Wednesday, February 3, 2010

Is Special Ed Too Litigious or Not Litigious Enough?

Courtroom One GavelImage by Joe Gratz via Flickr

The number of due process hearings in special ed disputes has increased nationwide over the last two decades. This link is to a article discussing the topic. The article quotes Professor Perry Zirkel for some of the reasons for the increase, including the recognition of autism and ADHD as disabilities for purposes of eligibility.

I have great respect for Professor Zirkel and I generally agree with him. One area where we differ, though is whether the special ed hearing system is overlegalized, as he contends. I contend that in the ten busiest jurisdictions, the system probably is overlegalized. In other places, especially in rural or isolated areas of the country, however, I think that the system is underlegalized. I am active in ACRES, the rural special education organization, and many of their members agree with me on this point. There are many places where parents, and sometimes even school districts, cannot find a lawyer familiar with special ed law. As the article above suggests, the income of the parents may be the best indicator of whether they can assert their rights under the procedural safeguards.

I don't think that increasing the number of due process hearings is a goal, but if the problem is that there are parts of the country where legal representation is unavailable, that is not healthy. Similarly, if there are people not assessing procedural safeguards because they are not wealthy, maybe we should design a new and different system.

What has been your experience? What do you think?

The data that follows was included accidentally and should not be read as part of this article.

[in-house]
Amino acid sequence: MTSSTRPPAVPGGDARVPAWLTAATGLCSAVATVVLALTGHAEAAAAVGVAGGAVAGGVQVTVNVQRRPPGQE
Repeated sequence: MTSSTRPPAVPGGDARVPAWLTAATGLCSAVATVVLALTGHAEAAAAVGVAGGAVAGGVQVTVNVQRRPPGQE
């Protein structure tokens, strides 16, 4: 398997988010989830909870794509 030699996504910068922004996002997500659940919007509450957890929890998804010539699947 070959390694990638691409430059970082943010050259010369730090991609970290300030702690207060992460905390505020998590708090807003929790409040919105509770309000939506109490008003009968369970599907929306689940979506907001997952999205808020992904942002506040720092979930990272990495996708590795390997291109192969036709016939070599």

Reblog this post [with Zemanta]


  1. I agree that we need a system that doesn't rely on huge expenditures to secure "F"APE. In my district, it's my perception that they hold out to see if parents can afford to fight them in many cases.

    That said, I wanted to share a joke that was told in the SPED law series from Suffolk University on iTunesU (great listen if you like that sort of thing):
    Q: Why are there so many unresolved disputes in the world?
    A: Not enough lawyers.

    I think that sort of sums up your point, and yes, safeguards are just that, but if no one can enforce them, what are they worth?

  2. Thanks MC

    That isn't the funniest lawyer joke, but your point is well taken.


  3. I have disabilities, guessed on my GED, am poor, too. But if I can represent my son's educational interests, just about any parent can without an attorney too in an administrative due process hearing (and 2nd tier appeal if your state still has one).

    My son is now 19, a disabled adult with a notice of appeal in the Third Circuit, Philly, pro se/in need of an attorney; some people are unable to represent themselves when their parents can no longer when they come to the age of majority.

    Since more than 70% of disabled folks were unemployed before the great recession, maybe there has not been enough litigations...

  4. Thanks Anon,

    I appreciate your comment.